Sejujurnya saya kurang tertarik dengan Filsafat karna bahasannya suka berat-berat dan tak sedikit pula dengan filsafat kadang membuat kita jadi berpikir yang seharusnya tidak harus dipikirkan. Namun saya tertarik dengan buku ini hanya karena dua alasan. Pertama. Covernya yang menarik, Ilustrasinya kaya si Nobita yang sudah dewasa dan sedang berjuang dalam menjalani beratnya beban hidup yang hampir-hampir terjatuh dalam jurang kegagalan. Kedua. adalah Sinopsis yang berada di Belakang bukunya. Di situ Membahas mengenai Psikoterapi-CBT dan pentingnya dalam menangani permasalahan hidup yang umumnya terjadi di abad modern ini seperti kecemasan, depresi bahkan traumatik jika tidak dihadapi dengan penuh ketenangan batin. Tentu ini menarik sekali tatkala Psikoterapi-CBT di bahas dalam sudut pandang filosofis.

Benar demikian ternyata, Konsep bahasannya cukup menarik. Yaitu menghimpun pemikiran dari para filosof ternama dalam daftar isinya yang kemudian diambil sisi pelajarannya bagaimana mereka menjalani kehidupan. seperti kita belajar dari kaum Stoa bagaimana agar menjadi tangguh dalam menjalani kesulitan hidup, belajar dari kaum Epicurean dalam menemukan kenikmatan hidup sejati, belajar dari Phytagoras dalam mendisiplinkan mental serta belajar dari kaum Skeptis cara untuk tidak mudah dibohongi. Karena salah satu filosof mengatakan bahwa Filsafat mengajarkan kita untuk menjadi ‘Dokter’ bagi diri kita sendiri

Lalu di mana letak bahasan tentang Psikoterapi CBT-Nya? Well… yang saya ingat, bahasannya hanya di Bab-Bab Awal saja, selebihnya adalah kisah-kisah. Tetapi itu sudah benar-benar cukup informatif saya kira. CBT Merupakan salah satu pendekatan Psikoterapi yang menekankan terhadap kelogisan berfikir, dunia memang tak bisa dirubah, tetapi sudut pandang tentang dunia, sudah sangat bisa untuk di rubah, ini konsep dasarnya, tidak hanya bersifat teoritis belaka, dalam buku ini, sang penulis juga menjelaskan bukti ilmiahnya dari segi presentase tingkat kesembuhan yang cukup tinggi dengan Psikoterapi CBT dalam Menghadapi Problematika Hidup.

Selama sesi Psikoterapi CBT, kita tidak hanya berbaring di Sofa lalu bermonolog tentang masa kecil (Seperti Psikoterapi Klasik Pada Umumnya), malah kita duduk dan terlibat dialog dengan psikoterapis yang berusaha membantu mengungkap prinsip bawah sadarmu, melihat semua pengaruh semua itu terhadap emosimu, kemudian mempertanyakan prinsip tersebut untuk mengetahui sisi logisnya. Kita belajar menjadi Socrates bagi diri sendiri, supaya ketika Emosi negatif menyerang, kamu dapat bertanya, bijaksanakah reaksiku? Apakah reaksi ini wajar?, bisakah aku bereaksi lebih bijak? Lalu, kemampuan Socrates ini melekat selama hidupmu. (Hal:9). Pesan Optimistis yang diajarkan oleh Socrates ini adalah bahwa kita punya daya untuk menyembuhkan diri sendiri. Kita dapat menguji Prinsip, Memilih untuk mengubahnya, dan ini akan mengubah Emosi kita juga. Dan kekuatan tersebut ada dalam diri kita.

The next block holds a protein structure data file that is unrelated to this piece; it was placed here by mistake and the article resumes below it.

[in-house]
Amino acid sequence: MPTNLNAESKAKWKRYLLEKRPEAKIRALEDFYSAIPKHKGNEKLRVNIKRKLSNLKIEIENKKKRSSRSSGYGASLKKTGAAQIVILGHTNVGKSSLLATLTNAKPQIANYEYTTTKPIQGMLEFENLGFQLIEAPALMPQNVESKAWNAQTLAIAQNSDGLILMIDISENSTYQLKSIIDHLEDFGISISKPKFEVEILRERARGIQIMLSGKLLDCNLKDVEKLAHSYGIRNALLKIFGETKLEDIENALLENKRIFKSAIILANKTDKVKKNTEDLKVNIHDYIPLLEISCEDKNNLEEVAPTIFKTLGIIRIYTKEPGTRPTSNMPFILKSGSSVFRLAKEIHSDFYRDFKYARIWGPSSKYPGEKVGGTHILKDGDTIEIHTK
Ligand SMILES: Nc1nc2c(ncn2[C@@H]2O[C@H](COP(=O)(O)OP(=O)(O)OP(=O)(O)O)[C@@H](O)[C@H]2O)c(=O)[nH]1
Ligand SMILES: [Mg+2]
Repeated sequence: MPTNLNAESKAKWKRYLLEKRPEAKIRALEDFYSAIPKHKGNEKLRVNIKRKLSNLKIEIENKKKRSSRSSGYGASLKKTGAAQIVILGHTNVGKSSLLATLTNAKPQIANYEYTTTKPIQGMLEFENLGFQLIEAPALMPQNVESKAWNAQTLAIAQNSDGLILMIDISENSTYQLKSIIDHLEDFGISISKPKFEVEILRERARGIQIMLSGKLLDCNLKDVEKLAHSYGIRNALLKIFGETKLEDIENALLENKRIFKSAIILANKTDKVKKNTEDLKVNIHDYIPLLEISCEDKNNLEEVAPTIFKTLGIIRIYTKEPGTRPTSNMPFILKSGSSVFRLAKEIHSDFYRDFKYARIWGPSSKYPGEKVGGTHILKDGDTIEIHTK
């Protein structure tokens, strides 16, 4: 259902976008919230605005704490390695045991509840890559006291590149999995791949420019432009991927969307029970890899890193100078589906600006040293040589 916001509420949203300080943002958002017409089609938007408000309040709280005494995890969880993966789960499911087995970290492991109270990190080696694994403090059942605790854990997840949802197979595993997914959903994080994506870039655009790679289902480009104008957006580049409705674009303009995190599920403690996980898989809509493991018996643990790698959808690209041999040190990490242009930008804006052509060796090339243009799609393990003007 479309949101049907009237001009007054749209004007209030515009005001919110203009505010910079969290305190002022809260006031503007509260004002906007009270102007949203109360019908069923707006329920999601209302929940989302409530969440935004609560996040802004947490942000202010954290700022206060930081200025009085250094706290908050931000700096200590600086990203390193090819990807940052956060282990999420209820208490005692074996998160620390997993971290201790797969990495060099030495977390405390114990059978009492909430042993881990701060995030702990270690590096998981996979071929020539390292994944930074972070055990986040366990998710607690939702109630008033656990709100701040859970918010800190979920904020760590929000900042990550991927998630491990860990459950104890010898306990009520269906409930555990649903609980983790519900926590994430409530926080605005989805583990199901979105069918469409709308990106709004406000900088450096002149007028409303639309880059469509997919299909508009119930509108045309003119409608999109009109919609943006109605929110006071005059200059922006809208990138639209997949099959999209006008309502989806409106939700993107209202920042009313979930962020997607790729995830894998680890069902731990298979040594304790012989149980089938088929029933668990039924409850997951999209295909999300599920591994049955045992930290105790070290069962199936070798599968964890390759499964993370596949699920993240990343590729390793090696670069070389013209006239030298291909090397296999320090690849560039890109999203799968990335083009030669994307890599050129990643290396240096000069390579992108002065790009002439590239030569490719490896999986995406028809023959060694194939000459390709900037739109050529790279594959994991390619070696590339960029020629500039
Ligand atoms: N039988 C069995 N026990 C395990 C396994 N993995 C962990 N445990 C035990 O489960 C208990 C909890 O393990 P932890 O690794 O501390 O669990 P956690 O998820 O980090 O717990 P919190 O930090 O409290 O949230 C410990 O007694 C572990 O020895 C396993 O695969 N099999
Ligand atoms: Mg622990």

Jujur Saja, untuk Kisah-Kisah yang di sajikan, banyak sekali yang saya tidak pahami, Tetapi untuk bagian kisah dari pengalaman sang Penulis, benar-benar banyak pelajaran yang di dapat. Dalam pengalamannya, Jules Evans berpendapat bahwa ada tiga hal yang umumnya jarang diajarkan dalam dunia Pendidikan, sekolah maupun perkuliahan yaitu: Cara Mengendalikan Emosi, Cara Terjun Ke Masyarakat, Serta Cara dalam Menjalani Hidup.
Profile Image for Stephen.
1,503 reviews92 followers
September 1, 2015
For most, philosophy is a subject that screams impotent academic prattle, the practice of strange individuals who are clearly paid too much to gaze into their navels and pontificate on the Meaning of Lint. That reputation is a modern one, achieved only in the last century, for most of western history philosophy was the common fount of all knowledge and artistic endeavor. It guided not only men’s thoughts about how the world was, but how they should act within it. The streets of ancient Athens were alive with debate on how man should live. Philosophers' answers were not uniform; names mentioned together in survey courses now, then disagreed with one another vehemently. In Philosophy for Life and Other Dangerous Situations, author Jules Evans introduces the principles and practices of several Greek schools which, while at loggerheads on many issues, were united by some core convictions: namely, that the world was rational, that man could be happy within it, and that he could use his rationality to achieve that happiness.